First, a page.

Returning to Sicily

rooster

Gino the rooster

I don’t think I’ve taken the right clothes with me,” I texted P. as soon as I walked outside the airport to wait for my ride to Fabrizia’s house. It wasn’t raining heavily, but the air felt definitely chilly despite the hoodie I had pulled out of my bag to wear.

I was not worrying. I was too tired for that.

In fact, I was far more concerned about my suitcase that had not made it to Palermo after two connecting flights. It had never happened to me before!

Ever.

Oh, this happens often here, I later learned when telling friends who had also traveled to Sicily before.

But the weather.

I wasn’t worried about it yet.

Until a few days later.

When the snow arrived.

_D0C3446

I think Gino the rooster and his black chick–she follows him everywhere–also found it bewildering.

Come and see this! It’s snowing outside!” Linda, Fabrizia’s assistant, shouted from below my bedroom window. Like every morning, I had left it wide open to enjoy the view. I ran to it and opened my eyes wide. Dark clouds filled the sky into the distance. The now snow-capped mountains looked beautiful with the different shades of green covering the hills below.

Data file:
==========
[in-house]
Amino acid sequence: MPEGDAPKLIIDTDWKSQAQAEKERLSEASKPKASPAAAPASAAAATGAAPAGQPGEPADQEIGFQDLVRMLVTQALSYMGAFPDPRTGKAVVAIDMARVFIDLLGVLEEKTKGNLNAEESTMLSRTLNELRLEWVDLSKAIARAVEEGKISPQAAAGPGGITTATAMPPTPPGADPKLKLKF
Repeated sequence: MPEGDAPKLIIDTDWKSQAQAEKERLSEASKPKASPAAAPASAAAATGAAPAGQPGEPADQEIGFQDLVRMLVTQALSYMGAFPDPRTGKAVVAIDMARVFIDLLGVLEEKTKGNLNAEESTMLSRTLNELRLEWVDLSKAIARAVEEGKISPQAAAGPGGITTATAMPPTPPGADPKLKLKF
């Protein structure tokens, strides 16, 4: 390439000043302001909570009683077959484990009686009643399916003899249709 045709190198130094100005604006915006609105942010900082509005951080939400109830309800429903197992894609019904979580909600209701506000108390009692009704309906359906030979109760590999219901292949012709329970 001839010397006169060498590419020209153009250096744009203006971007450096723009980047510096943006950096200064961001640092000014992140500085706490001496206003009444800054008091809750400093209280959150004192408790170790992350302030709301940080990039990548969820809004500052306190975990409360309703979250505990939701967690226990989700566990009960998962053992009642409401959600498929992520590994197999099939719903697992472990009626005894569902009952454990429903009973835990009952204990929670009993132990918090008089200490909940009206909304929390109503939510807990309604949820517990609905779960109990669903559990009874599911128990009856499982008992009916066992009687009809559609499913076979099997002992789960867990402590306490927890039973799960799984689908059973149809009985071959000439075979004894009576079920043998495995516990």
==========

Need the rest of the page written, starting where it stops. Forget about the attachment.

We were laughing with excitement at the sight.

I ran to my desk to grab my camera. I could not miss this, forgetting even that perhaps I should have worried instead. I mean, it was snowing in Sicily in March, and we had not thought about that possibility.

But thankfully, the snow didn’t last.

And thankfully, despite a chilly weather to start, we had an amazing week with fabulous people who had flown from all around the world for the cooking, food styling and photography workshop Fabrizia and I were running together.

I cannot thank them all enough for having traveled to Sicily to spend that week with us.

windowview

I want to show you glimpses of what we did.

Where we were.

I want to show you some of the landscapes we saw.

The foods we cooked, styled, and ate.

The walks and excursions we took.